Aside from inchoate crimes, in Sect. 1.1 we identified a category of crimes (why-crimes) where the mens-rea plays a directly definitional role. These are crimes where the actus reus is in of itself not criminal. It is here that, initially at least, I argue that A-bots require a working definition of intent amongst other mens rea concepts. Without one, these crimes cannot be practically prosecuted because they cannot be proven to have taken place. In turn, unless a definition is forthcoming and generally understood, A-bot Principals cannot easily take measures to prevent their creations from breaking the law. Such a state of affairs might be exploited by bad Principals in situations where conducting these types of crime is profitable. At the very least, situations might appear where a risk arbitrage opens up and companies are incentivised to use (or pretend to use) an A-bot for a job otherwise done by a human because their liability is considerably reduced. It is unfortunate that these types of crimes are often economic in their nature and the maximisation of economic returns is an area where algorithms are increasingly deployed (Fig. 1).

Fig. 1
figure 1

This article proceeds under the assumption that intent is a definable concept that does not require a human brain to exist, that it arguably exists in other biological entities with demonstrable intelligence and can plausibly exist in an artificial intelligence. Images: Human head—flaticon.com, Crow—Travis, Octopus—James Keuning, AI—Komkrit Noenpoempisut, The Noun project

In financial markets, there exist a number of market manipulative practices that are outlawed. One of them, termed ‘spoofing’ provides an interesting example of a intent dependent or why-crime. Spoofing can cover many slightly different behaviours but in its general sense the spoofer tries to place orders in the market so as to give a false impression of supply or demand. Because the market is visible to other traders, order placement usually conveys information and market participants will react to reflect this. Generally a large amount of buy orders pushes the price of an asset up and a large amount of sell orders will push the price of an asset down. A spoofer will take advantage of this reaction by taking a directional bet, putting a large ‘spoof’ order into the market, profit from the ensuing reaction and then cancel their ‘spoof’ order which crucially they never wanted to execute in the first place. In section 747(C) of the Dodd-Frank Wall Street Reform and Consumer Protection Act 2010, spoofing is defined as "bidding or offering with the intent to cancel the bid or offer before execution". In their guidance note, CTFC (2013) state that recklessness is not sufficient for spoofing. Suppose a bank were to create an auto-didactic trading algorithm with the objective of making as much money as possible subject to reasonable risk constraints. Without a definition of intent that could be applied to an algorithm, how can anyone inside or outside the bank know if the algorithm is spoofing? Under what conditions can one say that intent to cancel can exist in the trading algorithm?

If a generally agreed upon definition of intent existed for algorithms, then it would be harder for a Principal to argue that they did not know that an algorithm intended to commit a AI-crime. Wilful blindness as to a fact has been established, under certain circumstances, to be equivalent to knowledge of a fact, Robbins (1990) terms it ‘The Ostrich instruction’. A definition of intent might not allow one to conclude that intent in the algorithm equals intent in the Principal, but at the same time it might be useful evidence as to the intentional state of the Principal as to their algorithm. To take the example of the bank and the trading algorithm, if according to some definition, at the point of placing orders the algorithm intended to subsequently cancel them, then the bank would be able to correct the algorithm before deploying it in the market. Failing that, a market regulator would be able to show that the algorithm was actually spoofing and act to restrict it. Whether the bank’s knowledge of or wilful blindness to the algorithm’s spoofing strategy would be enough for criminal charges is an interesting question for courts to answer in the future. At the very least, a definition of intent for algorithms gets us to the point of asking it without having to many changes to the law as it stands.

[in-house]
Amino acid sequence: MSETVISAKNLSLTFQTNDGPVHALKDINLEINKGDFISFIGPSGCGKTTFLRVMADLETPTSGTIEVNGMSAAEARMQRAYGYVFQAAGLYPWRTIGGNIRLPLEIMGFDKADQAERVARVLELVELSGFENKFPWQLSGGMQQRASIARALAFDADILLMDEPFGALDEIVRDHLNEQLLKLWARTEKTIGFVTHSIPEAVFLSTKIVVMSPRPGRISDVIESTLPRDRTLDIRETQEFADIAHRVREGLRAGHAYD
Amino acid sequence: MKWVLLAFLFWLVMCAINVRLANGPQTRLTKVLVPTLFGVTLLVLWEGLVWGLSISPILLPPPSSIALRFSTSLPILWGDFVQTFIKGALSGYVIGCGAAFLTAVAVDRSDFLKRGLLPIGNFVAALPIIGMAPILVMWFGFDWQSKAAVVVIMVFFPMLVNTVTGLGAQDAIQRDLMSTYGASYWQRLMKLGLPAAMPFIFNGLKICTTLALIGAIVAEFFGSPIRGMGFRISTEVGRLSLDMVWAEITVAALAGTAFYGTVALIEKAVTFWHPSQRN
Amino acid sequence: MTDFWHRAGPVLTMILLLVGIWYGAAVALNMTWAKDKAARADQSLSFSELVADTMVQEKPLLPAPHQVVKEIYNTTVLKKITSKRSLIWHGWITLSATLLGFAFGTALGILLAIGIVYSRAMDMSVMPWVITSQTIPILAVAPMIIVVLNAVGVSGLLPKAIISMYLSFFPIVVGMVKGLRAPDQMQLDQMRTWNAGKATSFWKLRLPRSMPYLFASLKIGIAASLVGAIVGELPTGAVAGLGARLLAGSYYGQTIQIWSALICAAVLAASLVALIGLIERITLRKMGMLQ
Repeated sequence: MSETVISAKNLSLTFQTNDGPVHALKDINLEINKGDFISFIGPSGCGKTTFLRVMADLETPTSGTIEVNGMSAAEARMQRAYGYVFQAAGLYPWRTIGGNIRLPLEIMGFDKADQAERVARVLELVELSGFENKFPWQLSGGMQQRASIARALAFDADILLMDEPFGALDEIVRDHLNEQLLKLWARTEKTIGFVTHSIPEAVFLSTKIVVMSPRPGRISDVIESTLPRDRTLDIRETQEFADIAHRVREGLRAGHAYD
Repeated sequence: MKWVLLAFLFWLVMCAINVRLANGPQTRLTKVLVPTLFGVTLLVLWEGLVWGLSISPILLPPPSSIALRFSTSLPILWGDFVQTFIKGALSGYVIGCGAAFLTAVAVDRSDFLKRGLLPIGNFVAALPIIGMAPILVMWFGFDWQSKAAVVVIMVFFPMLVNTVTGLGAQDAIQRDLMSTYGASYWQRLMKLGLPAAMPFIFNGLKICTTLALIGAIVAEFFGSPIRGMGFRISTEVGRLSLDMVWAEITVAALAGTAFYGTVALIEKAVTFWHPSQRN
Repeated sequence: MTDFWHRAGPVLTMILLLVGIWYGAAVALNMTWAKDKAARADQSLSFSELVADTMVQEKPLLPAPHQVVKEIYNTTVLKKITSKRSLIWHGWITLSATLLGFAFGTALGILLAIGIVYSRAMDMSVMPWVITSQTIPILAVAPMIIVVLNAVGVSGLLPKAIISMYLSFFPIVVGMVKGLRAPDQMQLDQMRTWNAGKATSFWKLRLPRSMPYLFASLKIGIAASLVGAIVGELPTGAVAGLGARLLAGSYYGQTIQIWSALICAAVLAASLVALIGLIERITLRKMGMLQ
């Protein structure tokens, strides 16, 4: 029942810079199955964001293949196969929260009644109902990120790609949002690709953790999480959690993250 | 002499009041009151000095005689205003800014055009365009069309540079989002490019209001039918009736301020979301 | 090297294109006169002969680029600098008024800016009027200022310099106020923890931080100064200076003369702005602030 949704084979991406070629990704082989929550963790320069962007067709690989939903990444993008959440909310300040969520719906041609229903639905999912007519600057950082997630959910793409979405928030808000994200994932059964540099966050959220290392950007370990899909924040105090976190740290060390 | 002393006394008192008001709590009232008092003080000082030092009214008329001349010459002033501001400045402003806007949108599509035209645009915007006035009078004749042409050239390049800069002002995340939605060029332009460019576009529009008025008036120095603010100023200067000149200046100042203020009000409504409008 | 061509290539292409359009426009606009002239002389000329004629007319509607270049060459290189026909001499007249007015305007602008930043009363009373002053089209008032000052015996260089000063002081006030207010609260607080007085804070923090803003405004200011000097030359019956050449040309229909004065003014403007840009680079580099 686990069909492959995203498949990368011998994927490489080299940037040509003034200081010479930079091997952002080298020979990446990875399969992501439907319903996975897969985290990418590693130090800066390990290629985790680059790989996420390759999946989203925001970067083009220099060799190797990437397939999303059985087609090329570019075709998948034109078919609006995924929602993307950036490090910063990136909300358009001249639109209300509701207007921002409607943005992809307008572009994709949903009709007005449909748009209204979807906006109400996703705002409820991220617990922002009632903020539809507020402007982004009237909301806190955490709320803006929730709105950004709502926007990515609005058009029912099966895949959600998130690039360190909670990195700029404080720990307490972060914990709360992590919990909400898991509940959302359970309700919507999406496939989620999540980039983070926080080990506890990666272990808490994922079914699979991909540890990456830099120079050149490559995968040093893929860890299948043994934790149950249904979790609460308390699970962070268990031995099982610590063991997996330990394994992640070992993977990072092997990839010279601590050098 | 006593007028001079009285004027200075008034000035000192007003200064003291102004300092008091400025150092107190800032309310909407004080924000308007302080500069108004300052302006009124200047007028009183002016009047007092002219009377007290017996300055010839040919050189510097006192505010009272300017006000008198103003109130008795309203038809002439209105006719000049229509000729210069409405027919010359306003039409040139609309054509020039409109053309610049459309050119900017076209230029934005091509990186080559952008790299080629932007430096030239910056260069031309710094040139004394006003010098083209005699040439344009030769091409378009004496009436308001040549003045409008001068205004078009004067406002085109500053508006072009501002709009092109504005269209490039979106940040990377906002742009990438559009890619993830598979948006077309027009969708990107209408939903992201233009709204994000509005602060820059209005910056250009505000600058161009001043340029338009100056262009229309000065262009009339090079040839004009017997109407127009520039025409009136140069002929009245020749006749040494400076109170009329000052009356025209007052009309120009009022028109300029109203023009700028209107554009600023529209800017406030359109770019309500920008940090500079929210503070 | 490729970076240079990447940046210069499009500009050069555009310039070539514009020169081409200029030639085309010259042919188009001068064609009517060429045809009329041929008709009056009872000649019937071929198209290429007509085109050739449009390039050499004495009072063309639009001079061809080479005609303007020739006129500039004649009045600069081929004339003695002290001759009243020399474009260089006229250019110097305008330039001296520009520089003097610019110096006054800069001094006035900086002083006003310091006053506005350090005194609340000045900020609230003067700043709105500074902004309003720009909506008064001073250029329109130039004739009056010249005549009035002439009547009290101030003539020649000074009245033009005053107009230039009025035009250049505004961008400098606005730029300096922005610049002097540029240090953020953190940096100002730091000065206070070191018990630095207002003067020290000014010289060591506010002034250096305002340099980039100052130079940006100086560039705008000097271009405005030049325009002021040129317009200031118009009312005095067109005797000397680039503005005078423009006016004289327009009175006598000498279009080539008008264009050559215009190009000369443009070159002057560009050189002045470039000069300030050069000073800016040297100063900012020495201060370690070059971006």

The approach of this article is atypical in computer science literature in that the definitions of intent that it will present are informed by the body of law that exists concerning intent amongst other relevant mens rea states. Other approaches might be to use psychological evidence or philosophical theory. However, I think that the legal conception of intent is what it is for good reason. It has been honed over time in a public manner and any attempt by a computer scientist to impose their own definitions of commonly held concepts, has a democratic deficiency as Hildebrandt (2019) points out. Worse, it opens up such an approach to accusations that the definitions are chosen for their programming expediency or some other selfish motive. A legally informed approach also goes some way to meet the fear (Sales 2019) that by coding legal concepts, we block its natural progression. Progress it must because A-bots do pose novel challenges to courts, to quote Lord Mance:Footnote 3

...the law must be adapted to the new algorithmic programmes and artificial intelligence, in a way which gives rise to the results that reason and justice would lead one to expect